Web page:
Are you tired of your smartphone being supposed to last for two years, being a black hole that absorbs all possible data for advertising companies?
Nowadays there are two major operating systems that could be called feature-rich and complete - Android and IOS. It’s worth mentioning that companies who develop this software have data-based business model. In consequence, your new smartphone comes with fantastic features, mostly cloud based that make your life easier. It is worth noting that the more intelligent a function is, the more data it needs to work.
The question is, do you want them enabled by default?
Do you have the option to turn them off completely?
What would you do if some of these services became standard?
In last few years a few major open-source projects started works on independent ecosystems, not influenced by Android but good old UNIX-like standards. Main difference is the fact that they are adapted for small screens and they are fully touch-friendly.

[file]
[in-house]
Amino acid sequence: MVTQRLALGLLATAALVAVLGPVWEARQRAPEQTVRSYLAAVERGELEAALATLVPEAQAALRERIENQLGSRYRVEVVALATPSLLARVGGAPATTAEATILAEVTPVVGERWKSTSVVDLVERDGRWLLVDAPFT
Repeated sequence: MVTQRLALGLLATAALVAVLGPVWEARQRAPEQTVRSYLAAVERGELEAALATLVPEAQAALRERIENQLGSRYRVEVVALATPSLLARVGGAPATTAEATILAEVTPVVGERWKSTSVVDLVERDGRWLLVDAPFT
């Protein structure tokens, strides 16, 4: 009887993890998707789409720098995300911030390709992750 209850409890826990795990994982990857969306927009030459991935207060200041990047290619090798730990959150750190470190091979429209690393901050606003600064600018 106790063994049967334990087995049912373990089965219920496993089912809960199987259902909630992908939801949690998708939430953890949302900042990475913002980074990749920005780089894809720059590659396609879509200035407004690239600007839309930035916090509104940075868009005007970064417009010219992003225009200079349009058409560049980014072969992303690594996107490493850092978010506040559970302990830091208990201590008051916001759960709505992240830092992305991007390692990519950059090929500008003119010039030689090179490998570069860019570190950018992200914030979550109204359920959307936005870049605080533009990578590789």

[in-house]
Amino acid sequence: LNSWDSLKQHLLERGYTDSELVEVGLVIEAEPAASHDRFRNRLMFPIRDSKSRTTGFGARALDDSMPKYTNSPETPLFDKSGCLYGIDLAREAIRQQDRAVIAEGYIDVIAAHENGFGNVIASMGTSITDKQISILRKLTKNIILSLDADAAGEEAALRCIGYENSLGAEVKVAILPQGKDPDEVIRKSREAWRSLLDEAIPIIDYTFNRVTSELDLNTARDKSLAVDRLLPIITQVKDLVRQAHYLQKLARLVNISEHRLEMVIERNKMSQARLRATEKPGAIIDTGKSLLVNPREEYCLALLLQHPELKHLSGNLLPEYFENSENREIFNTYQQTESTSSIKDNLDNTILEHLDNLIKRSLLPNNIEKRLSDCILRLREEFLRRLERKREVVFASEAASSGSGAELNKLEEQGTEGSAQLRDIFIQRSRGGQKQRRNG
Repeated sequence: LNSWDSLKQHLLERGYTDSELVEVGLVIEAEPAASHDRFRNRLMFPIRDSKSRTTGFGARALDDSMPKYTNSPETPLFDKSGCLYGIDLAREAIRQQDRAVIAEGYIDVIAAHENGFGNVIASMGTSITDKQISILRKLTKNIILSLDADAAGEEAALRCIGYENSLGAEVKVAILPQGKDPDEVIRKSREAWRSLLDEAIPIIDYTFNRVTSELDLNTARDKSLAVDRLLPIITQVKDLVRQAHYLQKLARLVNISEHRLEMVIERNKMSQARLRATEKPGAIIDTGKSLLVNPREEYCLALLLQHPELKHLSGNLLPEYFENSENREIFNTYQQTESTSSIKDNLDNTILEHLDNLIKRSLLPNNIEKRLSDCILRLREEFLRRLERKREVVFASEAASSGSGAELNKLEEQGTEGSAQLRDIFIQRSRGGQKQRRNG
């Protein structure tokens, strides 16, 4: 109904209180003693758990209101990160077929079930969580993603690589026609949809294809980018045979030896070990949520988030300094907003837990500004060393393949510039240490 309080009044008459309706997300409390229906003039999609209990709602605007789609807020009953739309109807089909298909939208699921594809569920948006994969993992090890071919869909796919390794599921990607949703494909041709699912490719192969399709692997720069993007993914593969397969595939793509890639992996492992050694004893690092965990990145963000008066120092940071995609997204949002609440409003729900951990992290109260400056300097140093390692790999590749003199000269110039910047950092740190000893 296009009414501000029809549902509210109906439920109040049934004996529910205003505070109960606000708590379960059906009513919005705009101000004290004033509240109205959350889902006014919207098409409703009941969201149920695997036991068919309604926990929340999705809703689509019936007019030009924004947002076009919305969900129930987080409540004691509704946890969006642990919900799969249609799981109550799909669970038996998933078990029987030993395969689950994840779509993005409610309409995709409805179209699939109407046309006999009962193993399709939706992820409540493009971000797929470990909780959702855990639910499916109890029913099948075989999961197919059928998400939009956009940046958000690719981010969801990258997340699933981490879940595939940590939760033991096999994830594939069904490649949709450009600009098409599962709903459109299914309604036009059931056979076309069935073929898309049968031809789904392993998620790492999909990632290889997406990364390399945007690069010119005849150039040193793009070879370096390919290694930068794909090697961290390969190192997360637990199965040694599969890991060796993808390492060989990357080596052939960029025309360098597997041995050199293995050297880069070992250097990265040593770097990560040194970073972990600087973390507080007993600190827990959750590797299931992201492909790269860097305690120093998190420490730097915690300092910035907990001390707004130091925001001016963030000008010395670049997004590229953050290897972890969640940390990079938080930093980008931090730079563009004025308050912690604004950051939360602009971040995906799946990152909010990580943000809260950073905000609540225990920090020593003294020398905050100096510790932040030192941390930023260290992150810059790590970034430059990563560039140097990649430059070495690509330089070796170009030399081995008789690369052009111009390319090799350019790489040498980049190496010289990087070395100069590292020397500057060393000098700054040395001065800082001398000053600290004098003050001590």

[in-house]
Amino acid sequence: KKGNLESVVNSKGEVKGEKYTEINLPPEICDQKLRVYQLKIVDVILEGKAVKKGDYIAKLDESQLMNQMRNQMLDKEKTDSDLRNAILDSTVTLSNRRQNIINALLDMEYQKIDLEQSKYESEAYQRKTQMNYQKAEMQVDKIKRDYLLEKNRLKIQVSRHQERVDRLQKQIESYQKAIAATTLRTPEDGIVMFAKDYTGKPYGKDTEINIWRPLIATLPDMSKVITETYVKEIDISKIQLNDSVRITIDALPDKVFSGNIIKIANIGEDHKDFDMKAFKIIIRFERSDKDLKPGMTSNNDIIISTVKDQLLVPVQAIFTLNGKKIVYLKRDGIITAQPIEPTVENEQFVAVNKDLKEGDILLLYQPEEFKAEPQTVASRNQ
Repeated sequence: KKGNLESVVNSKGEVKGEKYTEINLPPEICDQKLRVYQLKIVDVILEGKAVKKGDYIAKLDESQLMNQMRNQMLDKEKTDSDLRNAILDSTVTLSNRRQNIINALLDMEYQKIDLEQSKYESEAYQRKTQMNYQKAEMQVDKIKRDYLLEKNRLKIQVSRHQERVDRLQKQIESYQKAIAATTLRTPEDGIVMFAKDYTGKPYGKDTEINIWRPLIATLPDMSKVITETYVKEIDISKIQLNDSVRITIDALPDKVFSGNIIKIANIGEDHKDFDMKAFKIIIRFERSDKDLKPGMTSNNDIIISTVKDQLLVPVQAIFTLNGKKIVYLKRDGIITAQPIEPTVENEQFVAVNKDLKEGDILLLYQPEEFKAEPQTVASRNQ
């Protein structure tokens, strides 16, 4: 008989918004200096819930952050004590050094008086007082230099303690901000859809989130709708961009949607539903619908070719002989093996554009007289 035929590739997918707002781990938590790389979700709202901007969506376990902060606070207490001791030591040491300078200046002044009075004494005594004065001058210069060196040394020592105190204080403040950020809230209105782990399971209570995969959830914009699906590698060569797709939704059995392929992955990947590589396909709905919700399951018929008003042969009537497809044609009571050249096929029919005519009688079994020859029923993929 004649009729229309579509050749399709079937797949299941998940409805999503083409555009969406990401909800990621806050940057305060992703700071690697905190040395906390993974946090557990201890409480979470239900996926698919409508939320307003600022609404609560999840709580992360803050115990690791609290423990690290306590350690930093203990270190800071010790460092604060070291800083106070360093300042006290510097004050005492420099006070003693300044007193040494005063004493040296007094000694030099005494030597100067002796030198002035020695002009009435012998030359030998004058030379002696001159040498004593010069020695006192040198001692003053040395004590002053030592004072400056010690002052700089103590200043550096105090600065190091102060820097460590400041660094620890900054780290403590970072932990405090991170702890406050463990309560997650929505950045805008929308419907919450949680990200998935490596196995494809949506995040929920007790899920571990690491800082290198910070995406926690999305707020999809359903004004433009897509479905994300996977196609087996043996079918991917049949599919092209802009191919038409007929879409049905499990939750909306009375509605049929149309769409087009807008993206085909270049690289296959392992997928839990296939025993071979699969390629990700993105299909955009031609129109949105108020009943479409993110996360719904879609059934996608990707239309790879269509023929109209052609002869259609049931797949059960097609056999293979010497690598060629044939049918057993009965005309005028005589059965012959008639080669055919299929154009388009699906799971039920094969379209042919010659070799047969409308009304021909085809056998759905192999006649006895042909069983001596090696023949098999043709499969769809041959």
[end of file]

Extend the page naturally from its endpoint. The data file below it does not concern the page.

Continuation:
Goals and non-goals
I won’t cover installation guide. I’ll just try to link or summarize it, as there are enough good quality tutorials to do so.
I would like to focus on the general usability of these products. Of course, I will go into technical details, since this is an IT blog 😉
During pandemic I tried some of them as a daily driver. I experienced a lot of bugs but also experienced new features available neither on Android nor on IOS.
DISCLAIMER: I haven’t tried all projecets as they support different hardware.
Why is it important?
You have no power if you accept data collection policy.
Of course, I could write a condensed version of the topics below in one blog post and give a ready-made answer. But that’s not how I want to be treated. I prefer to wade through some topic with guide who will explain the problem and show me what has already been done, but never suggest me an answer.
Because you may find a new way, new workaround, new solution.
- Part 0: - Introduction to Privacy Phones series.
- Part 1: Aftermarket Android - how to make it more privacy-friendly?
- Part 2: UBports Ubuntu Touch - non-Android, libre OS with basic functionallities.
- Part 3: PostmarketOS - Completely different approach - true mainline Linux mobile experience.
- Part 4: Droidian and other projects - Something in the middle.
- Part 5: Librem 5 and PinePhone - privacy-designed smartphones.
- Part 6: Summary.